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Shoah Project Arrives at Penn
The University of Pennsylvania is launching a new digital partnership with the USC Shoah Foundation Institute that makes available on Penn's campus all of the video testimonies of Holocaust survivors and other witnesses collected by the foundation.
Penn is currently the only site in the state where individuals have access to the 52,000 video testimonies that have been recorded in 32 languages and collected in 36 countries. The archives have been up and running for several weeks.
Members of the general public can visit the Penn libraries to access the online material.
Penn President Amy Gutmann told the Jewish Exponent that the collaboration came about through a chance meeting in Philadelphia a year ago with director Steven Spielberg.
In 1994, Spielberg created the foundation in the wake of the release of his film Schindler's List.
"It will be up forever," Gutmann said of the archives. "As long as the University of Pennsylvania exists, we will have this archive."
Gutmann is slated to take part in an April 23 event demonstrating the new archives. She said the project is especially salient for her because her late father fled Nazi Germany in 1935.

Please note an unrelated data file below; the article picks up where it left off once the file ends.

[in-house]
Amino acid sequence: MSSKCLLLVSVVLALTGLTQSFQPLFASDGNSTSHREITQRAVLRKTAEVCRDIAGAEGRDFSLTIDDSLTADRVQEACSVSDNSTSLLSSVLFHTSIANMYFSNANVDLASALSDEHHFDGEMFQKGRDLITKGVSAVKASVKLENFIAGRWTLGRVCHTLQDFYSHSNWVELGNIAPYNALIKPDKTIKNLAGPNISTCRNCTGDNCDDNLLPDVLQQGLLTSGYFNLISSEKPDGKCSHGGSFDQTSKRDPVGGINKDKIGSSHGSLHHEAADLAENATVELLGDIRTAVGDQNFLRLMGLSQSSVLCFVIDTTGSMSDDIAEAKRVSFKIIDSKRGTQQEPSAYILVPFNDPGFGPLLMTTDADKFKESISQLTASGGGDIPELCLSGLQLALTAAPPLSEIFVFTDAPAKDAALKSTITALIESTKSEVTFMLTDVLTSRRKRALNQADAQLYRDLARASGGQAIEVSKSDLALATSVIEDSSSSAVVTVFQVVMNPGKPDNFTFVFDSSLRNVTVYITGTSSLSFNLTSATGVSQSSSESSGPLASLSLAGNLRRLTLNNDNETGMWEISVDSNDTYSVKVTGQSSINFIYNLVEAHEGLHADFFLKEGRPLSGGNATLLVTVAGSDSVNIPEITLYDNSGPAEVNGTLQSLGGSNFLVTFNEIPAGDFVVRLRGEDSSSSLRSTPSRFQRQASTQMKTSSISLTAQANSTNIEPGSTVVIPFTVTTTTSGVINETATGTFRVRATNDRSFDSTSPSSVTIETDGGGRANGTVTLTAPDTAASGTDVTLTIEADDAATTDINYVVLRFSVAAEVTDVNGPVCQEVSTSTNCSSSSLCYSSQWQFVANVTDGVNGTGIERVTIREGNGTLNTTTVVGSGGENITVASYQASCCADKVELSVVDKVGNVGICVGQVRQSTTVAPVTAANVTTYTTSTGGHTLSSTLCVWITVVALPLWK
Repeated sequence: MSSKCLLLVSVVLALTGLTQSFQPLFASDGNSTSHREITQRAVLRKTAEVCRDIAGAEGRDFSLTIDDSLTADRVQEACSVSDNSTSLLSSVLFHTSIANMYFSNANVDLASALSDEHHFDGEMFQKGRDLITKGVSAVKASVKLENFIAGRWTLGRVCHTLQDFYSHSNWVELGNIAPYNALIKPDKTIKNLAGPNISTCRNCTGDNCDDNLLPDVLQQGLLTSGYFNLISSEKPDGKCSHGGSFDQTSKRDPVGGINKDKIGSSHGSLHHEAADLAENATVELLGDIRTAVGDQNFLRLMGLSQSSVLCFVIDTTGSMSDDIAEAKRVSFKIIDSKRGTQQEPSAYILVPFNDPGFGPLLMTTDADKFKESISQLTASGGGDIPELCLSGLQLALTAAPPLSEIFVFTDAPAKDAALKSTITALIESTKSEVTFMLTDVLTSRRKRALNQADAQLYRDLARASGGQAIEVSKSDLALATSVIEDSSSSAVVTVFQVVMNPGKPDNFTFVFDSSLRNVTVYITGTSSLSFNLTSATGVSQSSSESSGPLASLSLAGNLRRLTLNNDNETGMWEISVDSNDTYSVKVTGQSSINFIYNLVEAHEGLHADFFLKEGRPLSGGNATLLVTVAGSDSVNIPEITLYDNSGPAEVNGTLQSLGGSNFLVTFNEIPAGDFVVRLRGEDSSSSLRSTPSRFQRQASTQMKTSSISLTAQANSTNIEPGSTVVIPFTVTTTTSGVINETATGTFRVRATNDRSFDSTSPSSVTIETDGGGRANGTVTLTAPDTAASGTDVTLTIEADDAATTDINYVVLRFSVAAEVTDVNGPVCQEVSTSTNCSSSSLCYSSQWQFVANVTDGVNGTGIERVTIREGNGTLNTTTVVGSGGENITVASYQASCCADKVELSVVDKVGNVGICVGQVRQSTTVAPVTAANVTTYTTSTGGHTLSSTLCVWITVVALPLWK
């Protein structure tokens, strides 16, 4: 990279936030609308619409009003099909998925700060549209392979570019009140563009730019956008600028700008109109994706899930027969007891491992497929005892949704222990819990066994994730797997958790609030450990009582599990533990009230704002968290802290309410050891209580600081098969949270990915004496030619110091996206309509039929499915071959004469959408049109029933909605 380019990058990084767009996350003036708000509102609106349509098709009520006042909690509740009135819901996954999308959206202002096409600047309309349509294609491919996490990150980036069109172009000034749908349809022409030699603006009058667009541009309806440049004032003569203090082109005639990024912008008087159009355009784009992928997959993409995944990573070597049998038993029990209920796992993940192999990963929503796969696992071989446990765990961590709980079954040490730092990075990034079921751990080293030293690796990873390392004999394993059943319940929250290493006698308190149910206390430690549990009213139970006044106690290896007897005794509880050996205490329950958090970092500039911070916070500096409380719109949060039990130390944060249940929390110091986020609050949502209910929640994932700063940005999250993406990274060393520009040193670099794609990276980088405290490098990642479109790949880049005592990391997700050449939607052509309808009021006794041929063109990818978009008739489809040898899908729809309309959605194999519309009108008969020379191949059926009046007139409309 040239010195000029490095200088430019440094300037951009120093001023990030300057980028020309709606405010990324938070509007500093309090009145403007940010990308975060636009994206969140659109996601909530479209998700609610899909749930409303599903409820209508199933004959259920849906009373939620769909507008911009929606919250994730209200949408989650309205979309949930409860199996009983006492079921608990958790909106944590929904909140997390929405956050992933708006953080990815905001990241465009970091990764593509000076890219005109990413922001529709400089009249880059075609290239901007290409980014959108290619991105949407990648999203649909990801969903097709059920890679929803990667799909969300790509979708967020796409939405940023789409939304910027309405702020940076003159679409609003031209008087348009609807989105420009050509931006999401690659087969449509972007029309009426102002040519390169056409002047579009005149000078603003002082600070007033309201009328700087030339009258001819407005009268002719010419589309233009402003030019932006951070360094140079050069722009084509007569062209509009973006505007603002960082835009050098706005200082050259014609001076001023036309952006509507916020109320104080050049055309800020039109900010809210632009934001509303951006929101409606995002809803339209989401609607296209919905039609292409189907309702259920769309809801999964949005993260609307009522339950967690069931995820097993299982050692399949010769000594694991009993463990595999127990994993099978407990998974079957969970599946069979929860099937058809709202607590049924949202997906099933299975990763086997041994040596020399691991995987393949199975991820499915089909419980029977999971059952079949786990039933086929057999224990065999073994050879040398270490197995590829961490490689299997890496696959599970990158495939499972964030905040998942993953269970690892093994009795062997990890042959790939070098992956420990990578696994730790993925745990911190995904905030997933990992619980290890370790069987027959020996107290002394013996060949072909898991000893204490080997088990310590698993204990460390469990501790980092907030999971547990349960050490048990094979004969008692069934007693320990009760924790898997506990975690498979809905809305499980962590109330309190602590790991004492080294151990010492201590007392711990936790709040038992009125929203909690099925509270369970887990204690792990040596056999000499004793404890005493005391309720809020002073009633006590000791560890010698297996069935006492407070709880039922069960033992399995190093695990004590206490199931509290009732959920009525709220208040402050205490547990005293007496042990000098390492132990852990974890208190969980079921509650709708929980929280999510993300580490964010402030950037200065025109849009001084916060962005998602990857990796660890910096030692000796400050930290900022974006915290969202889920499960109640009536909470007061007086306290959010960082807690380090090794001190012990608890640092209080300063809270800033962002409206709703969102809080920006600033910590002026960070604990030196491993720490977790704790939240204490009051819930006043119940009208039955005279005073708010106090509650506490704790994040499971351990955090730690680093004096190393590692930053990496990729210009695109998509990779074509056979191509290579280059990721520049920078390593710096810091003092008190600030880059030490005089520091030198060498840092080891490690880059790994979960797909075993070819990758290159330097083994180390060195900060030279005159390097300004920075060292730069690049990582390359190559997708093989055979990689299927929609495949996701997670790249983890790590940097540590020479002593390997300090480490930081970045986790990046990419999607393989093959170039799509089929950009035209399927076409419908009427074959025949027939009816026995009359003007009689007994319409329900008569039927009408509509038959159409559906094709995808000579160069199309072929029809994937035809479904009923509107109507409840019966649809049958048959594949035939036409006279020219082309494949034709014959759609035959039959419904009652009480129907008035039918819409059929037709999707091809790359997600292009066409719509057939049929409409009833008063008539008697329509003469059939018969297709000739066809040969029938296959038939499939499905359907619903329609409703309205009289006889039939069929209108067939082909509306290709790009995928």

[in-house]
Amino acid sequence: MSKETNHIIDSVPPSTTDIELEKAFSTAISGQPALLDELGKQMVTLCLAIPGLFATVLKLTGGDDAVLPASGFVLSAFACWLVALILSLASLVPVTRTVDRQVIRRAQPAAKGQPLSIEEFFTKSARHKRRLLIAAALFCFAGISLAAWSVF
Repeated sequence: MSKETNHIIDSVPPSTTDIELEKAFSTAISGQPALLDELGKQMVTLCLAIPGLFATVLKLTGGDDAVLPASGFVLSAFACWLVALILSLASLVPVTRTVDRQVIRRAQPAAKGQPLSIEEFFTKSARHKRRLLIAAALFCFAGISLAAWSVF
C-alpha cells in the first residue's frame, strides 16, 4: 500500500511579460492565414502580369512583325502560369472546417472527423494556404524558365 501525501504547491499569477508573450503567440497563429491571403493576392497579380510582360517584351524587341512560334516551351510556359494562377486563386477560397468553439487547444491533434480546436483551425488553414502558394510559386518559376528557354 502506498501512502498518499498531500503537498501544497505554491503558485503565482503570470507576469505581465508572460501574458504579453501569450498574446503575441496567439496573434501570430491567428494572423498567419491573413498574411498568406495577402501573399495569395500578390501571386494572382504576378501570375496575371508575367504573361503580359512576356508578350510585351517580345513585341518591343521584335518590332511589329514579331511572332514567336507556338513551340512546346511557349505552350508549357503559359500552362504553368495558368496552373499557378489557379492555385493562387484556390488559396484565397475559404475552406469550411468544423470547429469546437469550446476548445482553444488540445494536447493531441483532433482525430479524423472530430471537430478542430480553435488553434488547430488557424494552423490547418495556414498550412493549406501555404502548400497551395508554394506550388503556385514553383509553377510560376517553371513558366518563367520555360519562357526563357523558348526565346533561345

"I am tremendously grateful that there are these archives that allow histories like my father's to live on and to be part of an educational and research and teaching mission," she said.
Gutmann added that it's very easy to search through the material. In fact, she tried it out and searched the name "Gutmann," saw a list of all the Gutmanns who provided testimony, and watched several hours worth.
The archives, she said, will benefit Penn students as well as advanced scholars.
"I have no doubt that it will be incorporated into course work and I have no doubt that Penn students will draw on it for papers for a vast range of courses," she said. "Bringing the Shoah Foundation to Penn, for me and for the university, is an incredible step forward."